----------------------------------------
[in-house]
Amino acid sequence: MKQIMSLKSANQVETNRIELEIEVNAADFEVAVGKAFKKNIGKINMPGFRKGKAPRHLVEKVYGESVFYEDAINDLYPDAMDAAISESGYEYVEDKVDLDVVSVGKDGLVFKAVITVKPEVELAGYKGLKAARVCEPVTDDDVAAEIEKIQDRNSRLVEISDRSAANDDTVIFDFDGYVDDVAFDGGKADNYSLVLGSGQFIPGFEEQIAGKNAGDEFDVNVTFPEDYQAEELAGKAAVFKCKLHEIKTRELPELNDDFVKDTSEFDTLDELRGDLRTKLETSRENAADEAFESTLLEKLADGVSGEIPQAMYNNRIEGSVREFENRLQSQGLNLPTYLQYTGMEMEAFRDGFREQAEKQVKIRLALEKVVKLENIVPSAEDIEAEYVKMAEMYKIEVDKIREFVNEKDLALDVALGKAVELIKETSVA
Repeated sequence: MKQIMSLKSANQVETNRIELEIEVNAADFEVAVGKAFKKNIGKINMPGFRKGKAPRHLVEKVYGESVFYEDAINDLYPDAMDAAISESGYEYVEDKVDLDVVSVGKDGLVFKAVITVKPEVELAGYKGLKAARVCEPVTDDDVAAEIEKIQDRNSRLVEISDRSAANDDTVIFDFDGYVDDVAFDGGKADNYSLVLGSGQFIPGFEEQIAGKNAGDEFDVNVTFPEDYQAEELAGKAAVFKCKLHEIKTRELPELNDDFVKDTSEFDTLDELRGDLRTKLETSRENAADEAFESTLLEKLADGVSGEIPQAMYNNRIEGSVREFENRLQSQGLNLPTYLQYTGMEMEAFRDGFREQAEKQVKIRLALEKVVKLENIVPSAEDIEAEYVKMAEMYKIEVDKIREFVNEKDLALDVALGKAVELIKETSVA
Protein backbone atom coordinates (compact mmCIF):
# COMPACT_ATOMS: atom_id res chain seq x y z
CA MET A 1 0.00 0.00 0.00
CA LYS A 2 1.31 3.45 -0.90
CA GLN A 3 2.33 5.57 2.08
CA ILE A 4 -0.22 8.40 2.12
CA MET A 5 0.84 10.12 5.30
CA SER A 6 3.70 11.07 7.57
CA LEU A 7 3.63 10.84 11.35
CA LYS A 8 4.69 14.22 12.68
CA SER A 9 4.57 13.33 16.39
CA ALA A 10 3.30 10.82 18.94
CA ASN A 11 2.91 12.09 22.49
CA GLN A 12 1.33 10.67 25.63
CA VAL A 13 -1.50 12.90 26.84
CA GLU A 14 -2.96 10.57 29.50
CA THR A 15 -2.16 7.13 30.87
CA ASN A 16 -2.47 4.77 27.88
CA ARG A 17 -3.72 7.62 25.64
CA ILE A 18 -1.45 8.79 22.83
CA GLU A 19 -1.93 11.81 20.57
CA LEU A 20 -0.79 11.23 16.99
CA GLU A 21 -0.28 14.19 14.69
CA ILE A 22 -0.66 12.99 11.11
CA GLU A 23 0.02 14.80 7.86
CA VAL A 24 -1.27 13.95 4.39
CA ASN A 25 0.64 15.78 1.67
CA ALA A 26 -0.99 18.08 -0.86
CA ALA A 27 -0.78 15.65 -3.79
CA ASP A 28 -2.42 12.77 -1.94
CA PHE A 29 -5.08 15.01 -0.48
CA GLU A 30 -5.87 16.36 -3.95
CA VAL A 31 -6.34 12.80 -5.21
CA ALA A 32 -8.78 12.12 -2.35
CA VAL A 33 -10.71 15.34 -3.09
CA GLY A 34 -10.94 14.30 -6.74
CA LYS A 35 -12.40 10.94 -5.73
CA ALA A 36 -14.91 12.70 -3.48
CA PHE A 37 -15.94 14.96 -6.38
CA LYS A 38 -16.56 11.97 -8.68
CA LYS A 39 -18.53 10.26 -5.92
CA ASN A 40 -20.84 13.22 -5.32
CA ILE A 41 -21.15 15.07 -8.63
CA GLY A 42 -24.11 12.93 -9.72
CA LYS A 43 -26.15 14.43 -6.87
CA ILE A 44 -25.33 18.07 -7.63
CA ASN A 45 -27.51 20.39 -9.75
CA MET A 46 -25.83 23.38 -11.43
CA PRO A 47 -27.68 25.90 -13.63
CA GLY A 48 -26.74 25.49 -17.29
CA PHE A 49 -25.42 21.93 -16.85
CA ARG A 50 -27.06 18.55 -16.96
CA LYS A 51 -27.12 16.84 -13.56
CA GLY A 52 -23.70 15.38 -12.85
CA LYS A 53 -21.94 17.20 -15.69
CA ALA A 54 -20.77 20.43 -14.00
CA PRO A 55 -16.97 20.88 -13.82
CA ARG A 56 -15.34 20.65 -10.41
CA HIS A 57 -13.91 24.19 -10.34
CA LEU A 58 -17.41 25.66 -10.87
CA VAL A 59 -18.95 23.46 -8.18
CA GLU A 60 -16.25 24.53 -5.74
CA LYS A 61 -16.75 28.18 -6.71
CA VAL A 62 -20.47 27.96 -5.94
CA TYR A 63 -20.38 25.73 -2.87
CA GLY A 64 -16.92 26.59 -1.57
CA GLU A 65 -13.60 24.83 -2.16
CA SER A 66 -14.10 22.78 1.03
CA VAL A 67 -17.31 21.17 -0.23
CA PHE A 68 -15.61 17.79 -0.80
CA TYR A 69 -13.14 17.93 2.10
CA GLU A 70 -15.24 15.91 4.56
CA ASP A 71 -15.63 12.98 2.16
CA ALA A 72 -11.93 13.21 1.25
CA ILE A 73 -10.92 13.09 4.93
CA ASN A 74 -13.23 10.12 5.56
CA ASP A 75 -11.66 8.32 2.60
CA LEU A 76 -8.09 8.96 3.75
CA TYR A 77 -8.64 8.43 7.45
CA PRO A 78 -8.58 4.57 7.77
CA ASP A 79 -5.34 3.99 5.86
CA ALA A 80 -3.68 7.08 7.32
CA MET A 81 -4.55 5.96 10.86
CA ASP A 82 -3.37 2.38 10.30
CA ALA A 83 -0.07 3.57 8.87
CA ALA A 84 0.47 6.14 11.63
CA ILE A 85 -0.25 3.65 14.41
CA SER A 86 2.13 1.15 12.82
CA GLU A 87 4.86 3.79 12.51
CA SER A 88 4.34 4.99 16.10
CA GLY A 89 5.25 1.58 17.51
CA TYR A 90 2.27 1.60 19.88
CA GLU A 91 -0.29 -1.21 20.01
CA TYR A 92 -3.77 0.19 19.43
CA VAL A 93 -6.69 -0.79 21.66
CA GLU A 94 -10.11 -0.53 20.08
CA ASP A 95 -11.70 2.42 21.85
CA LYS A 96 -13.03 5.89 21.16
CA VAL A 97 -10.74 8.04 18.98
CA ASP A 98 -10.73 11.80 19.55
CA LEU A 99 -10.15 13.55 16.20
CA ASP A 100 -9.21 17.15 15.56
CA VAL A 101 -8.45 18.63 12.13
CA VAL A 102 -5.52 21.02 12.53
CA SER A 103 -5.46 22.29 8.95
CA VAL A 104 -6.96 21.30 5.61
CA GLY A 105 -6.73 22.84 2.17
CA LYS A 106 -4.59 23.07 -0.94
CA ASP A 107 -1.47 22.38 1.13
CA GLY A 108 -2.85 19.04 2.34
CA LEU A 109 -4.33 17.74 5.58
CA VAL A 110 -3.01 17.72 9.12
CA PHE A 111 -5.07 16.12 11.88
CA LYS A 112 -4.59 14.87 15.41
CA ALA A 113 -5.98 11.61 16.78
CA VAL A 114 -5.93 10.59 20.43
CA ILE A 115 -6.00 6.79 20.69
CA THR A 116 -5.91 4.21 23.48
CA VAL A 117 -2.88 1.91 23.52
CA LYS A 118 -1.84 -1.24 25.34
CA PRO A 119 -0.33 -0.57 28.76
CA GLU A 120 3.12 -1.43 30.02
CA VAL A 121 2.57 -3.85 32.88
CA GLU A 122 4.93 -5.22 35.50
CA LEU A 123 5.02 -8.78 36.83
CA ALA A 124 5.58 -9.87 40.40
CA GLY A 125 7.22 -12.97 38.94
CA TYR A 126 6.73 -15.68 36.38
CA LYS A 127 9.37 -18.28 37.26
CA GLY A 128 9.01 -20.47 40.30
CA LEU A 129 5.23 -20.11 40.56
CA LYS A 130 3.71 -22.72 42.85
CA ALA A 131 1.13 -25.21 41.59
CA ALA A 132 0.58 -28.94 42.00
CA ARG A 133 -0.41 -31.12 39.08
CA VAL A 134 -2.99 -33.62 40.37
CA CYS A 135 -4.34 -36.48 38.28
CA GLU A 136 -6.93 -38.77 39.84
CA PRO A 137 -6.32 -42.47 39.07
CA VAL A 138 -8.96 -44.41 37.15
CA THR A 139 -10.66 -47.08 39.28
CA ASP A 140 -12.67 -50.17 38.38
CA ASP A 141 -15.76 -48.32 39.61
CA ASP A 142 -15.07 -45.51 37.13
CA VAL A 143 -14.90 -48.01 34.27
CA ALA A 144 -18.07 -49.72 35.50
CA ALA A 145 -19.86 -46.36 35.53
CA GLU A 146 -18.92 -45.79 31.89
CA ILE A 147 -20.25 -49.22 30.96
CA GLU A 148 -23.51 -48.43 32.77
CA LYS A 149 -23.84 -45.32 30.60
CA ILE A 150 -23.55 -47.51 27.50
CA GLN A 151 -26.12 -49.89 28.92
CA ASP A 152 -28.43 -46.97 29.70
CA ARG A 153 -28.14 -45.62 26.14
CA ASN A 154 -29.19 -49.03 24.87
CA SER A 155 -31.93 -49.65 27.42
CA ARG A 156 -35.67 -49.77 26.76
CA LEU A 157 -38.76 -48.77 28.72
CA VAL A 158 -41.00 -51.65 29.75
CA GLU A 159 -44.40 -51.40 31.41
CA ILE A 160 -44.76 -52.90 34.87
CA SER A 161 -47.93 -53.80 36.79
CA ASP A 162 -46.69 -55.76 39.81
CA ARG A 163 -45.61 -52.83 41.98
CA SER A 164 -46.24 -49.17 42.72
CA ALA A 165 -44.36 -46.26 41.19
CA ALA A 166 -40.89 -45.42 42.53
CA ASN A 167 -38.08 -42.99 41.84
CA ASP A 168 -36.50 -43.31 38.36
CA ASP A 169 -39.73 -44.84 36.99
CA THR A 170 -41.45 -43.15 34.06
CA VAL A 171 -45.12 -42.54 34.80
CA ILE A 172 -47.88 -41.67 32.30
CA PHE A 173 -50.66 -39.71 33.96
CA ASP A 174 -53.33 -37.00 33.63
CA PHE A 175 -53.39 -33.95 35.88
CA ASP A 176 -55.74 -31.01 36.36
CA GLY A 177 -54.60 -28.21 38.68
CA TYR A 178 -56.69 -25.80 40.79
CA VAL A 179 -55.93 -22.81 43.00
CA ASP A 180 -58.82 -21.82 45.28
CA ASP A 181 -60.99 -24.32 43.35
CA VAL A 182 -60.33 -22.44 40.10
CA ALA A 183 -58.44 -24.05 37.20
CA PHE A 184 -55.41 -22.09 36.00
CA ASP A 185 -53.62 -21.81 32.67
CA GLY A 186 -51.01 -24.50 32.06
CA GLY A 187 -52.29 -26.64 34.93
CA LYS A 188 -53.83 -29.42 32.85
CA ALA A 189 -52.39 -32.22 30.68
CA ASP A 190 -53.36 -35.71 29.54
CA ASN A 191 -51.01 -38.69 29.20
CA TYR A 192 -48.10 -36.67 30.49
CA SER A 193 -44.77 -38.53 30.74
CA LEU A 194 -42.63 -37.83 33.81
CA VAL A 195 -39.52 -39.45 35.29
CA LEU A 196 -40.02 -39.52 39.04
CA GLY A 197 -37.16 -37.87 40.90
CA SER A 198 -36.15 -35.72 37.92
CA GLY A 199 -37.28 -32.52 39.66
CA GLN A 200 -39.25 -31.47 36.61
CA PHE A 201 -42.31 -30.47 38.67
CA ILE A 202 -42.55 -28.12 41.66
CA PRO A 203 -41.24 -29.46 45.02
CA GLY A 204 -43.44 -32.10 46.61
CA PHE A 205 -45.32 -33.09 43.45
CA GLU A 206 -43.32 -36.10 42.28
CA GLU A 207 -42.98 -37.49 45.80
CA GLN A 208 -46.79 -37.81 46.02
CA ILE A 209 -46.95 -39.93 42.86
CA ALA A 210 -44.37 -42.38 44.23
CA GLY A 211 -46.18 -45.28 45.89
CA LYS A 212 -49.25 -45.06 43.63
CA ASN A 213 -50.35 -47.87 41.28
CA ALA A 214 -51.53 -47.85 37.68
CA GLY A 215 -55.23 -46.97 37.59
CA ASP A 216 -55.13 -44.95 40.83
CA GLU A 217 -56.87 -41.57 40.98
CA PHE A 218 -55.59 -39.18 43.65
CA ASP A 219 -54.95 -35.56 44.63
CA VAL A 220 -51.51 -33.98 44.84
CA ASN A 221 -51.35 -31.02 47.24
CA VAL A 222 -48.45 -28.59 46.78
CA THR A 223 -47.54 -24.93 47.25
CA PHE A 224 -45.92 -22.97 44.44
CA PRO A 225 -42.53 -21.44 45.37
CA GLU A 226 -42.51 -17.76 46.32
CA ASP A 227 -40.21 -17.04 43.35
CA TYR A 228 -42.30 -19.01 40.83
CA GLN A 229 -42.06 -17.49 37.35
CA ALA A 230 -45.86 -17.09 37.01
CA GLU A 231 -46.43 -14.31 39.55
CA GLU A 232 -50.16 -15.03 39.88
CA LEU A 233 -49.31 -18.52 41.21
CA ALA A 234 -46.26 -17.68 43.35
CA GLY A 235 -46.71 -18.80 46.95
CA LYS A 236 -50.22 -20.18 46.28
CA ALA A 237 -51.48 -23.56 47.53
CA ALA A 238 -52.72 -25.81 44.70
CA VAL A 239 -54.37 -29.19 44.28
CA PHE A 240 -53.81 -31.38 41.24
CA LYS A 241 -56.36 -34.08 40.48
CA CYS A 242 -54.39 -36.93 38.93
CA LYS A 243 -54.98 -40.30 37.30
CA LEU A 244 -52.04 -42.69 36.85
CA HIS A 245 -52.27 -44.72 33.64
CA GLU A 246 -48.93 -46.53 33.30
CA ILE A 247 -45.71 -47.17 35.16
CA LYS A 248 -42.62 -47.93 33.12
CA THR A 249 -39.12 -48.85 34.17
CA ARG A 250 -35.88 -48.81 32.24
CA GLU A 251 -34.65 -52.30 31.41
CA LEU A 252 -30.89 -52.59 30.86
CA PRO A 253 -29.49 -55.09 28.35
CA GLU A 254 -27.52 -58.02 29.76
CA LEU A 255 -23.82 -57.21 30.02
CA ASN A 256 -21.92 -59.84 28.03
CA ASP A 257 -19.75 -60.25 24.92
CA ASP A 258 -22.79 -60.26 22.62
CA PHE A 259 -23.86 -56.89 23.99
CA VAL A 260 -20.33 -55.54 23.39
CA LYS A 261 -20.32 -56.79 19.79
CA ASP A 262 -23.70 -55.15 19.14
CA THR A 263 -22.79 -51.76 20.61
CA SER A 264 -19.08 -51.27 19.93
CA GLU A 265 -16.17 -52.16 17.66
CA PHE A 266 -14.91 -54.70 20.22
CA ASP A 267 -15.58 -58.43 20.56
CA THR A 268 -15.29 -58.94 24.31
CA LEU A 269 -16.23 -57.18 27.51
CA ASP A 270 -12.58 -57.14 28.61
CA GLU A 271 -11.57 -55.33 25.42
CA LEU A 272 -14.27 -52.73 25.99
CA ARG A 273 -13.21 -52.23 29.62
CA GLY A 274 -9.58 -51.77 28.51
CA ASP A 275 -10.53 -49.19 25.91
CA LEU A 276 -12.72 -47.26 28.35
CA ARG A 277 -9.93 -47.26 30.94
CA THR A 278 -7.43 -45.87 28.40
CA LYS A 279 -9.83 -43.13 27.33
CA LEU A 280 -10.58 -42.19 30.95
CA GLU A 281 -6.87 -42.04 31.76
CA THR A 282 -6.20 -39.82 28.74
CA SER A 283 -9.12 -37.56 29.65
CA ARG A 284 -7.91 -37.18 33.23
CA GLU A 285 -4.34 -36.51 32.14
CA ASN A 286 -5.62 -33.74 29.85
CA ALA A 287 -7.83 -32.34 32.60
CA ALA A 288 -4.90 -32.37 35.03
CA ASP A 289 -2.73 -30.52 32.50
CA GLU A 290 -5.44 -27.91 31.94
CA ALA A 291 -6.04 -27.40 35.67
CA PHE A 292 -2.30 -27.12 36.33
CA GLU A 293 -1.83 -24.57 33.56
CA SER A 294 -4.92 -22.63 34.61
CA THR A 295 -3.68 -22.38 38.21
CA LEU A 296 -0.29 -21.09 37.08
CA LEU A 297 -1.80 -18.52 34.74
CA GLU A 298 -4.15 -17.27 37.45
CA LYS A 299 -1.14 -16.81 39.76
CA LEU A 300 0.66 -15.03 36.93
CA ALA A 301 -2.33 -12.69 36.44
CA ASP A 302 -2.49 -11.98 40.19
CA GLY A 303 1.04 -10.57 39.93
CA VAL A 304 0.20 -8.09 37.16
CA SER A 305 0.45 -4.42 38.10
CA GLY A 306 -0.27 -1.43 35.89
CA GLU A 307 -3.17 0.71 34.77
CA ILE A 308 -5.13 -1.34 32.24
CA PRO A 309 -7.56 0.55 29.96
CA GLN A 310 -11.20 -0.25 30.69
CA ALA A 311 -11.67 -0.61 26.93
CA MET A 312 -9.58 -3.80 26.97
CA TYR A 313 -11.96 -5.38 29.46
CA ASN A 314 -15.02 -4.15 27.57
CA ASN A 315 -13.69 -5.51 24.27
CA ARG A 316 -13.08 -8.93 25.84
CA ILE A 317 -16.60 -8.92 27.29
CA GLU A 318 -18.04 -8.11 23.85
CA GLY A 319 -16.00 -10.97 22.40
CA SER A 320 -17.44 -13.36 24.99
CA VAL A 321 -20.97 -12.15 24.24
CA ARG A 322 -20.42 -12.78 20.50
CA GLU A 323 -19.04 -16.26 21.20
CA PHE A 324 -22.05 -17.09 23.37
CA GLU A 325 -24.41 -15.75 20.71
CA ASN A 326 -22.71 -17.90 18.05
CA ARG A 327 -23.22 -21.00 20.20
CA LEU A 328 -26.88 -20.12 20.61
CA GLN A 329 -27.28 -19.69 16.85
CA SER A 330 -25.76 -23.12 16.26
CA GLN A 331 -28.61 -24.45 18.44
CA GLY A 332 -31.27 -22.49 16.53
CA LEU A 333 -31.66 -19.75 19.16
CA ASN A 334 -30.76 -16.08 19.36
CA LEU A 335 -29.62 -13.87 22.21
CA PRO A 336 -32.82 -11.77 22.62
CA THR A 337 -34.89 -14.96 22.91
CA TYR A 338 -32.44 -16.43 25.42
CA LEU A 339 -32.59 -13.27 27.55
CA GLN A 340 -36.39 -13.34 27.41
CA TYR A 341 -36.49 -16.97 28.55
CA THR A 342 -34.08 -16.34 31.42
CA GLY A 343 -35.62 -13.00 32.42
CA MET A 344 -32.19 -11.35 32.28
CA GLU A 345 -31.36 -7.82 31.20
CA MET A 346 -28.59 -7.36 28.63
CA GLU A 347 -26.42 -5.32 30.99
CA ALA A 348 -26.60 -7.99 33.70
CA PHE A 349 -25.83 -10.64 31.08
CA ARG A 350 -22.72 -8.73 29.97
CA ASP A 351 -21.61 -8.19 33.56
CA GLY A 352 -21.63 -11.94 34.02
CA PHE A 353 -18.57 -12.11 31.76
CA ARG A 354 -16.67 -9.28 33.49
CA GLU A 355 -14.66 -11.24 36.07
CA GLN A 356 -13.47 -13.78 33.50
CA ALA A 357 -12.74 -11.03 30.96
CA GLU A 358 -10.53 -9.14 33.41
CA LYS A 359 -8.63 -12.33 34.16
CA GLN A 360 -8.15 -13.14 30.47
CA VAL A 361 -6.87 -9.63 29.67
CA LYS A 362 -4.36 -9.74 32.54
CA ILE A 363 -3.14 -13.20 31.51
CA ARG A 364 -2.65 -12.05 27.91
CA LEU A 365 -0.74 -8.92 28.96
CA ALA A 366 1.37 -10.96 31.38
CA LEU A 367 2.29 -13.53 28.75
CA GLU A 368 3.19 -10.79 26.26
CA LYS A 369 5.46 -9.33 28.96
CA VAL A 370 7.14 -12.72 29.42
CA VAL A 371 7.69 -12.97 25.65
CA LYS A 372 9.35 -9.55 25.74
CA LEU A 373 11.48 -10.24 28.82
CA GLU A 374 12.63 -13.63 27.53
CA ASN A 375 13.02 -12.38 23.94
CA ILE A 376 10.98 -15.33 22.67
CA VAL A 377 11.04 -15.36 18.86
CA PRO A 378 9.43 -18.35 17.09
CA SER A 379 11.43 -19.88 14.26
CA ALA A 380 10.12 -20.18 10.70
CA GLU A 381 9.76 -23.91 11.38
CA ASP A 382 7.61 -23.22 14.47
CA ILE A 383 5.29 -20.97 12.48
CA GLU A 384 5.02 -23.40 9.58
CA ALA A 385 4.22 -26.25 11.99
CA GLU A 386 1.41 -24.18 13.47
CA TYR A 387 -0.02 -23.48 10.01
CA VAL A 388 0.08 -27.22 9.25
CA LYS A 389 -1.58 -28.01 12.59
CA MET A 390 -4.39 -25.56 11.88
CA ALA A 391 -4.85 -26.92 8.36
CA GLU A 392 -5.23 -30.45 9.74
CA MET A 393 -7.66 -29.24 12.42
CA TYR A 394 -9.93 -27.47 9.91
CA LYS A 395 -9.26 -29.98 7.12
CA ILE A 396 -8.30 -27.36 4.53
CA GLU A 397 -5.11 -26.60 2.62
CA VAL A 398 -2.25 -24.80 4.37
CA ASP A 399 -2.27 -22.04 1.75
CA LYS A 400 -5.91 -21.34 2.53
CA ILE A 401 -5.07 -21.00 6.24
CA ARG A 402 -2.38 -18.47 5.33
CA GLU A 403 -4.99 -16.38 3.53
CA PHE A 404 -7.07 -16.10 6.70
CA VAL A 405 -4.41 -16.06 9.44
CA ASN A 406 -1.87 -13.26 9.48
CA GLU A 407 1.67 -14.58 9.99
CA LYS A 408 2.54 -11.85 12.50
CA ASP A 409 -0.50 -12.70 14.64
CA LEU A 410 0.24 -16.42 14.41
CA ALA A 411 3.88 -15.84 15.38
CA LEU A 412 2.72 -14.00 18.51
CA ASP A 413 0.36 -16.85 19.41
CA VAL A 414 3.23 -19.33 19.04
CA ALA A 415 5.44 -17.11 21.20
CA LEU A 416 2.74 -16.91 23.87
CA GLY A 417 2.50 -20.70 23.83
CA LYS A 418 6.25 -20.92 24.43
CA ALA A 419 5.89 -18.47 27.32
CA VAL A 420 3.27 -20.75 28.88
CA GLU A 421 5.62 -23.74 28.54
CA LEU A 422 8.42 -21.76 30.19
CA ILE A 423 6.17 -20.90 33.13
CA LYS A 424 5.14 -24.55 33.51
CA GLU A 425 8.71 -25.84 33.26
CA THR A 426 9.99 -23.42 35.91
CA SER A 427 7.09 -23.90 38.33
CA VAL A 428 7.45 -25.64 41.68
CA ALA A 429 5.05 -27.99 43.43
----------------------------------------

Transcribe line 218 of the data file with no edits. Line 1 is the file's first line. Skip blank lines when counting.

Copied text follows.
CA ASN A 213 -50.35 -47.87 41.28